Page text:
Generic Drug Name: Dexamethasone
Other Common Names: Azium
Dexamethasone is a glucocorticoid that has a wide range of healing capabilities. Primarily, it is used as a replacement for glucocorticoid activity in patients with adrenal insufficiency, as an anti-inflammatory agent, and as an immunosuppressive. It may also be used to treat endocrine conditions, rheumatic diseases, collagen diseases, allergic states, respiratory diseases, dermatologic diseases, hematologic disorders, neoplasias, nervous system disorders, and renal diseases.
Dexamethasone should not be used by itself when treating adrenal insufficiency, as it has a negligible mineralocorticoid effect. Dogs are more susceptible to experiencing gastrointestinal complications caused by dexamethasone, meaning dose requirements should be carefully observed. Animals at risk for diabetes mellitus or with those with cardiovascular disease, especially cats, should receive dexamethasone cautiously because complications can arise.
The most common negative side effects associated with dexamethasone typically appear as clinical signs of hyperadrenocorticism. Dogs can show signs of polydipsia, polyphagia, and polyuria while on this drug. Other negative side effects include dull, dry hair coat, panting, vomiting, weight gain, diarrhea, pancreatitis, elevated liver enzymes, lipidemias, GI ulceration, activation or worsening of diabetes millitus, behavior changes, and muscle wasting.
Dexamethasone should not be used in animals with a known allergy or hypersensitivity to the drug. A veterinarian should be contacted immediately if an overdose is suspected or any alarming symptoms occur.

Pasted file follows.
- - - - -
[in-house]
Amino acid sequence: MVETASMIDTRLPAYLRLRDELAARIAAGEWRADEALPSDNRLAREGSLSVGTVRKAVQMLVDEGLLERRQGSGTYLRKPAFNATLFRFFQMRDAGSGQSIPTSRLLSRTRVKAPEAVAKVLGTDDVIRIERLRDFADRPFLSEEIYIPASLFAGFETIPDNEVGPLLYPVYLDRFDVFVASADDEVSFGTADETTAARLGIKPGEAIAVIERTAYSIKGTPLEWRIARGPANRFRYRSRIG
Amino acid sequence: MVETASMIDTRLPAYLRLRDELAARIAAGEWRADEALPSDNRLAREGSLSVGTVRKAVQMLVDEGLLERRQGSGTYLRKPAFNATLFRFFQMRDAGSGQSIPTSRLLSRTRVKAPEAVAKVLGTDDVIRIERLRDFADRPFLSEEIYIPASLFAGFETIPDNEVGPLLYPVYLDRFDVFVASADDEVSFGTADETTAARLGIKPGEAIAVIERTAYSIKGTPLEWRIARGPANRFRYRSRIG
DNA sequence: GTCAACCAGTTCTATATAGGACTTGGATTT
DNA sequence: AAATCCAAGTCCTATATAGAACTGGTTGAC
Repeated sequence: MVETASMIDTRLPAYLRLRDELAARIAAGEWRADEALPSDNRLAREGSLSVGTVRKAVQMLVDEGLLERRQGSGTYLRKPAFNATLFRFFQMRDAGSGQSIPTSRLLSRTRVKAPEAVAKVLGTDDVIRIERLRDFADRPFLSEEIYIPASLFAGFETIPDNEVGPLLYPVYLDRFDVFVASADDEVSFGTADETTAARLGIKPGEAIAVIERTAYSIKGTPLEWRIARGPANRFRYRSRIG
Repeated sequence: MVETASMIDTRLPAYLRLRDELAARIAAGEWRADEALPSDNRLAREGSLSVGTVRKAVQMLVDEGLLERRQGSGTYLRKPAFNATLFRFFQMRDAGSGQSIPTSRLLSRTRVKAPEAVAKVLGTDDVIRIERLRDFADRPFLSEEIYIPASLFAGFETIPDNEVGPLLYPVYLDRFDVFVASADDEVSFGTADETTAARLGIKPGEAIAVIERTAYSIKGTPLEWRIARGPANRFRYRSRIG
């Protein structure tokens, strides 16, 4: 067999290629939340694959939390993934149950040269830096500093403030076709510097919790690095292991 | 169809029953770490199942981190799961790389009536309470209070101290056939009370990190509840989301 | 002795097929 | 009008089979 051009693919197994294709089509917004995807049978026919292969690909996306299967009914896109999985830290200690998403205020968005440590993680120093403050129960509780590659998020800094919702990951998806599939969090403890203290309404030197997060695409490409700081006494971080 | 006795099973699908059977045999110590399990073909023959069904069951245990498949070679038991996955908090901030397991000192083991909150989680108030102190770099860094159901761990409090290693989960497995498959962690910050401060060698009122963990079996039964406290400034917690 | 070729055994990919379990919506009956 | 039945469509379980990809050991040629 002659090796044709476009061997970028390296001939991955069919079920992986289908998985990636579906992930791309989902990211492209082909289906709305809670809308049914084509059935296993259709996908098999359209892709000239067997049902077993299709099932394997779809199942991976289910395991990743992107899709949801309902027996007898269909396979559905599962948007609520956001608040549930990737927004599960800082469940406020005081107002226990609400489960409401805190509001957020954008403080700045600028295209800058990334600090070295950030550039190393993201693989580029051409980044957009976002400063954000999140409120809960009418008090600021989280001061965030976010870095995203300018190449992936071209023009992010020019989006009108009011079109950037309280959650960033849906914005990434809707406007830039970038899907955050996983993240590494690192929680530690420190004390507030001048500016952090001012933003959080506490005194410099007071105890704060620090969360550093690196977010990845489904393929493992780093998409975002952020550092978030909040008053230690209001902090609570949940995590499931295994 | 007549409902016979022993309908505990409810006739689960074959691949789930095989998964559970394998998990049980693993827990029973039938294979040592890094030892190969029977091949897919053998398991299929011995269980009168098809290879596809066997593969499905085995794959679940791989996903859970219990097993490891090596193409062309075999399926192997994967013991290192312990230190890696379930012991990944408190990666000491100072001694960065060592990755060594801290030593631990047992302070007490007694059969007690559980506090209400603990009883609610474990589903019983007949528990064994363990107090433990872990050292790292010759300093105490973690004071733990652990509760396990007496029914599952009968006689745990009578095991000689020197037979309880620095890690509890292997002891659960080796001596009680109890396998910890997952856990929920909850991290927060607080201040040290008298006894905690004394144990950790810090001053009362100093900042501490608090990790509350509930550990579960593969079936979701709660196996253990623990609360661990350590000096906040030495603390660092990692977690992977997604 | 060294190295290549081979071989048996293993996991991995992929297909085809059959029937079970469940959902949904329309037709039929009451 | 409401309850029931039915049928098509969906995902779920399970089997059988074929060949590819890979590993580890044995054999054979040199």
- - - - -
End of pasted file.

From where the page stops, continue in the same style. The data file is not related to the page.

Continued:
Dexamethasone should be kept at room temperature in a light resistant, childproof container. It should be stored out of reach from children and animals.
A typical dose of dexamethasone for dogs is .1-1 mg/kg for 3 to 5 days. For cats, a typical dose ranges from .125-.5 mg/kg for 3 to 5 days. A normal dose for horses is .05-5 mg/kg once daily for up to 7 days. A dose of 40 mg every other day is useful for treating horses with recurrent airway obstruction. If a dose is missed, it should be given to the animal as soon possible unless it is time for the next scheduled dose. In this case, the missed dose should be skipped and the regularly scheduled dose should be administered. Two doses should not be administered concurrently.
Doses may vary in different species, when the drug is given by a different route or concurrently with other medications, and with regards to a patient's age, breed, and health status. A veterinarian's dosing instructions and/or those printed on the medication label should be followed closely.